The important question is what can we find that will be so attractive to each individual child that they’ll drive themselves to learn and master themselves and the subject.  That is; they’ll be so excited, they’ll become relentless in their pursuit of mastery in that subject.  They’ll develop determination and self-discipline.  And maybe they’ll continue with that subject all their lives or maybe they’ll move on to a different one.

In a sense, the pressure will come from the inside.  Except that since there’s such joy in being possessed by our own drive and desire we don’t feel pressure; we feel relentless resolve and determination to struggle and struggle until we succeed.

We know the truth when we look at our employees and co-workers.  We recognize the go-getters who are inspired from the inside.  They don’t require intensive motivation to want to excel, although recognition and rewards are nice.  That drive for excellence, that zest and passion for accomplishment is catching.

The corollary of course is what do we, as adults, have that draws us with the same passion and intensity?  I hope there’s something and I hope it never ends.

There’s an archetypal story of Teddy Roosevelt (I believe) going to pay homage to Oliver Wendell Holmes, in his 90s, before the great man died.  When he enters, he sees Holmes reading Plato.  Knowing Holmes age and impending death, Roosevelt asks, “Why are you reading Plato?”  Holmes answers, “To improve my mind.”

Another example of the opposite is a person who, at age 45, said she didn’t need to learn anything more in her life.  She knew enough to make it the rest of the way.  So she kept trudging in her rut the rest of the way.  Where’s the excitement and joy in that?

Distinguish between what’s worthy of your life’s energy and what wastes it.  Then do it with passion and intensity, with joy and wonder.  What could be a better use of your time and energy?

If your children are the targets of bullies and school officials who aren’t protecting them, you need to take charge.  With expert coaching and consulting, we can become strong and skilled enough to overcome principals and other officials who won’t do what’s right.  We can plan tactics that are appropriate to us and to the situation.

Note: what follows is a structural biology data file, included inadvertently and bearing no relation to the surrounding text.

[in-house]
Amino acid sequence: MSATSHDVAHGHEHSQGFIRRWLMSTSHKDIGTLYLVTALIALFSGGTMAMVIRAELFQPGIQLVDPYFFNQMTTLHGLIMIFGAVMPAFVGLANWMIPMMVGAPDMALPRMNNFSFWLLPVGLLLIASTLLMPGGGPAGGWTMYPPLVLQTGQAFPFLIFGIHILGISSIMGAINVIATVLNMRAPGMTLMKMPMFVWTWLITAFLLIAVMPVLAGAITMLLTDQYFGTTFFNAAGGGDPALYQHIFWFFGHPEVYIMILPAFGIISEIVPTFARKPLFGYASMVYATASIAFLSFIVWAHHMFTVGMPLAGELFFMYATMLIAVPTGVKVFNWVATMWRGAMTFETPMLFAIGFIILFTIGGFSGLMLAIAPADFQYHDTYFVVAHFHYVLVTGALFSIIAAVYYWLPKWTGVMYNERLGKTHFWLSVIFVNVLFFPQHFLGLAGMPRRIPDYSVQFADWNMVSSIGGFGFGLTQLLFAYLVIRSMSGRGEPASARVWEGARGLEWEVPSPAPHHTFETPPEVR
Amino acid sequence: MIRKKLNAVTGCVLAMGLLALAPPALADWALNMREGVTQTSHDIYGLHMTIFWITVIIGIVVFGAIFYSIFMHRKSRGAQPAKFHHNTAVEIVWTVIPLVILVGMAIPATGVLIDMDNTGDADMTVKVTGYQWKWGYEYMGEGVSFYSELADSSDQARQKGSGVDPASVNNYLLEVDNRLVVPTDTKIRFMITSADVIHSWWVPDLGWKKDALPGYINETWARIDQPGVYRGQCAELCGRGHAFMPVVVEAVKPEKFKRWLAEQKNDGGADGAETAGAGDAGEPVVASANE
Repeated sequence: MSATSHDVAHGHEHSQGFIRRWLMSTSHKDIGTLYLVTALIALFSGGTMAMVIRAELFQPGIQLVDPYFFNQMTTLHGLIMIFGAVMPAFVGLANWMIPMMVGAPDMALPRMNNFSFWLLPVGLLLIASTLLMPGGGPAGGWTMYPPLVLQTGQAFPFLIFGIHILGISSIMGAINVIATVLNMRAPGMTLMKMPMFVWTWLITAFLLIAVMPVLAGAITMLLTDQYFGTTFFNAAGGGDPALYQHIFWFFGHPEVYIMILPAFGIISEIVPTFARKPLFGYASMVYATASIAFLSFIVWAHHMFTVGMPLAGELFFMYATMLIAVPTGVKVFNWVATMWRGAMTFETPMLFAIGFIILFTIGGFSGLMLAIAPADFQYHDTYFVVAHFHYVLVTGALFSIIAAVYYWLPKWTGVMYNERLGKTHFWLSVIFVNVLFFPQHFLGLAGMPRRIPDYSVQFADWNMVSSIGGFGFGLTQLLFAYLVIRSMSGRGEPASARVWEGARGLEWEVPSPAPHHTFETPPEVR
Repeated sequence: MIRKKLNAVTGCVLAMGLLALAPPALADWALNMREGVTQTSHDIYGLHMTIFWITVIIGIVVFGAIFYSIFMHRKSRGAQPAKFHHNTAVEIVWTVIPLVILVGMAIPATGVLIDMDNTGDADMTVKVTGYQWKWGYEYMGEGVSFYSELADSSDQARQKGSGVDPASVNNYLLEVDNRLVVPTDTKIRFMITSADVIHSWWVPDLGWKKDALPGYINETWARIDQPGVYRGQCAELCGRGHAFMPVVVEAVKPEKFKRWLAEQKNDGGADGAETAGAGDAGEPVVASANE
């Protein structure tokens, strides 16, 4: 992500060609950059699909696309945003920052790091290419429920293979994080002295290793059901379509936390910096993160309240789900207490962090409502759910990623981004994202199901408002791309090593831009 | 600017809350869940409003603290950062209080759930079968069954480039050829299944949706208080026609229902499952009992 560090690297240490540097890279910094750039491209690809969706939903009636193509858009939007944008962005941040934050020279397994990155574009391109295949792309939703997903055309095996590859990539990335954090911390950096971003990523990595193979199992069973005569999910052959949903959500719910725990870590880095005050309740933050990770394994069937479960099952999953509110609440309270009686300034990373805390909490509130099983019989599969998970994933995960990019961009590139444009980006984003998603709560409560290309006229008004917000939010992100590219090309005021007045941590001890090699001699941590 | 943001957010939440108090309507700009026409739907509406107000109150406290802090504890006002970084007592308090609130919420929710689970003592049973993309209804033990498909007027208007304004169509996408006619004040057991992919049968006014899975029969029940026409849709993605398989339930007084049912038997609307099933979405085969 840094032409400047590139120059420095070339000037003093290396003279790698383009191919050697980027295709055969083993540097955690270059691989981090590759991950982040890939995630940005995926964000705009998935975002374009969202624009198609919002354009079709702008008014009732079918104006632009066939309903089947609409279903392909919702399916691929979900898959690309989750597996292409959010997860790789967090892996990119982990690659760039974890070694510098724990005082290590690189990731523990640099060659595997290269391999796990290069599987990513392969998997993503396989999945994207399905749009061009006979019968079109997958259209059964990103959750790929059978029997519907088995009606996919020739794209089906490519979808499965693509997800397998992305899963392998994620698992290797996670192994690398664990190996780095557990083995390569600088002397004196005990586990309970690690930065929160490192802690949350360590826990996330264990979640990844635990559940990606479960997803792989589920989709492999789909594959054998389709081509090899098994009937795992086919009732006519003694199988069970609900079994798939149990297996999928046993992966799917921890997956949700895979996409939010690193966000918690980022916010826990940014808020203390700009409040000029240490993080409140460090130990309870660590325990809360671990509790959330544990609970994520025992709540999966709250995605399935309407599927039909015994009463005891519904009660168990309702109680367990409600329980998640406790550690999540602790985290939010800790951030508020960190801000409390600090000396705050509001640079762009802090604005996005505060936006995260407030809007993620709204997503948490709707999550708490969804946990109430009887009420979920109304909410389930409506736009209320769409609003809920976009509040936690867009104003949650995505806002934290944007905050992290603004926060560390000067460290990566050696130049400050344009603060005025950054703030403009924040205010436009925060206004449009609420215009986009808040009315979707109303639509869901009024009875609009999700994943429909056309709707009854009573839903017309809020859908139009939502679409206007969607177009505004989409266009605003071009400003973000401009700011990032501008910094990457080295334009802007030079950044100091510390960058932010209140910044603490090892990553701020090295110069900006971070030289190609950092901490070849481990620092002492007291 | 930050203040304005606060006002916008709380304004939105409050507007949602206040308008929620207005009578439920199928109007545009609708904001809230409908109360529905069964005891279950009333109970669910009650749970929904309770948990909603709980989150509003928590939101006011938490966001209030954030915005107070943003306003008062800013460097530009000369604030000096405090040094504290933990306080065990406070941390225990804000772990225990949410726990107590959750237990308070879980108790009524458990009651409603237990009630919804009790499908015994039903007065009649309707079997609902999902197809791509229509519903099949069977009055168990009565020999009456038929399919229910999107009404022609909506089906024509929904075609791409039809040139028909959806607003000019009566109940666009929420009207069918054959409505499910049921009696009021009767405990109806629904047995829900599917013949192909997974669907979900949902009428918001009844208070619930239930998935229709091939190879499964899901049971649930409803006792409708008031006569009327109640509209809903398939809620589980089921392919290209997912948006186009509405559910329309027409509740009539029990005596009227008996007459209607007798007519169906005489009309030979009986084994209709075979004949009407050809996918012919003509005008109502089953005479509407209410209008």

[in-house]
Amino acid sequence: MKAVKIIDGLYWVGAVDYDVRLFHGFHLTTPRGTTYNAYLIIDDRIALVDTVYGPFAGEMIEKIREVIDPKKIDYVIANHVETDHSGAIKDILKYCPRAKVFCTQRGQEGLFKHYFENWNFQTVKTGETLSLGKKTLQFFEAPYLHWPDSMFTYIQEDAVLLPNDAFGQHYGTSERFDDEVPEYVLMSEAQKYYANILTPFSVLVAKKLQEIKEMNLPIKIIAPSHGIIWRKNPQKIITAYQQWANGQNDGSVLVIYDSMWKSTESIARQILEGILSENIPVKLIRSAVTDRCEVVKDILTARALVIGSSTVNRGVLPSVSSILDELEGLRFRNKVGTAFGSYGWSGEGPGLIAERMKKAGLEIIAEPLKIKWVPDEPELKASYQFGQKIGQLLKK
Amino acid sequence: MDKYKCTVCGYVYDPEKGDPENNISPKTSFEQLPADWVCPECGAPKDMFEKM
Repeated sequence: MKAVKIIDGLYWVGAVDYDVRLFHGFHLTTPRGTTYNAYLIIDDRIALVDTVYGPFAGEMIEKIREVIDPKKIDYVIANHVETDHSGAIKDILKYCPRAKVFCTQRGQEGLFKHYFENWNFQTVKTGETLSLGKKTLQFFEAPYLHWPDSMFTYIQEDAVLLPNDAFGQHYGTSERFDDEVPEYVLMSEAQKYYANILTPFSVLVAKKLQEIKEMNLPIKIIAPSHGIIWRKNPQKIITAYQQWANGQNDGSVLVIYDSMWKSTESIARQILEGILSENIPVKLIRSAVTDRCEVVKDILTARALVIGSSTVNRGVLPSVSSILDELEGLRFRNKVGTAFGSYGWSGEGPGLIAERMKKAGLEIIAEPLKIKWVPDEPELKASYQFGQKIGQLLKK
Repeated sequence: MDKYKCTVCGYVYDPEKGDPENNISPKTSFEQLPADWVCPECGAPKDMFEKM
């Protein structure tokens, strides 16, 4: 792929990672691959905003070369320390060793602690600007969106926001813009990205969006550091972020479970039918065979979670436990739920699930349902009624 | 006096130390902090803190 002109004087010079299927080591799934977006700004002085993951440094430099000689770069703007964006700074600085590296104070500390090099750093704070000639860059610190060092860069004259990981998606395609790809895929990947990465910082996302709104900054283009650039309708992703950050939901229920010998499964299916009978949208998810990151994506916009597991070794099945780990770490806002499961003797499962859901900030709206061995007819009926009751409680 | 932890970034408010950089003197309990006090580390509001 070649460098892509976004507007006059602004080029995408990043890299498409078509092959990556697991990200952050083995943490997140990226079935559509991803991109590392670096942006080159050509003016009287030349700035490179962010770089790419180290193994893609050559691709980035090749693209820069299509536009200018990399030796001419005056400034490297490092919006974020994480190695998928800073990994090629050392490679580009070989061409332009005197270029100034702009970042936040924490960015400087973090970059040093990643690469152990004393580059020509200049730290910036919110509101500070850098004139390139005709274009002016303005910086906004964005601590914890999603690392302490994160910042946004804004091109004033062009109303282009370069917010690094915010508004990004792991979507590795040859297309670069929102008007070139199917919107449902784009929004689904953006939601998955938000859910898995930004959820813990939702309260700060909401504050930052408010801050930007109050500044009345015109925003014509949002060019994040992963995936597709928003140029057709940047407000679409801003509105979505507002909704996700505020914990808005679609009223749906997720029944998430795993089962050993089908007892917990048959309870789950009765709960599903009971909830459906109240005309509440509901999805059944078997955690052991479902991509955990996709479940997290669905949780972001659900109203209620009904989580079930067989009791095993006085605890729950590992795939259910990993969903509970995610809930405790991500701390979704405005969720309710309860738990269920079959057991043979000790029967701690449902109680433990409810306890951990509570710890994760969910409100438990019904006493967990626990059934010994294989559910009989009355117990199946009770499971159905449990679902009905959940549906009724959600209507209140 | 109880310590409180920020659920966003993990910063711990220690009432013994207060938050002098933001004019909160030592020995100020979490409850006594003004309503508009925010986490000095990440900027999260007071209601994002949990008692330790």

How to Stop Bullies in Their Tracks” and “Parenting Bully-Proof Kids,” have many examples of children and adults commanding themselves and then stopping bullies.  For more personalized coaching call me at 877-8Bullies (877-828-5543).

In her article in the New York Times, “Fearless Preschoolers Lack Empathy,” Pamela Paul reports on a study that claims that fearless kids lack empathy and warns that fearless kids are at risk for growing up to be aggressive, bullies and to exhibit “severe antisocial behaviors.”  They claim that these 3 and 4 year-olds “Are curious, easygoing and friendly…may be charming, but they’re also highly manipulative and deceptive and skilled at getting their way – even at age 3 or 4.” Wow.  There’s another way-over-the-top study designed to scare parents into beating their children into submission.

I love kids with great engines; kids who are physical, active and fearless, and learn how to manipulate their parents to get what they want.

I also love kids who hold back, test the water one toe at a time and learn to manipulate their parents to get what they want.

What 3-4 year-old kids can survive without trying everything in order to get what they want?

Look at each one of your 3-4 year-olds as an individual.  Each is unique.  Each comes from a different place.  I’ve seen fraternal twins coming from these two opposite sides.  So what?  All it means is that we encourage each child to move in a different direction to augment the tendencies and approaches they seem born with.  It’s no big deal.  It’s simply the direction we’ll encourage them over and over, maybe with increasing firmness as they grow older.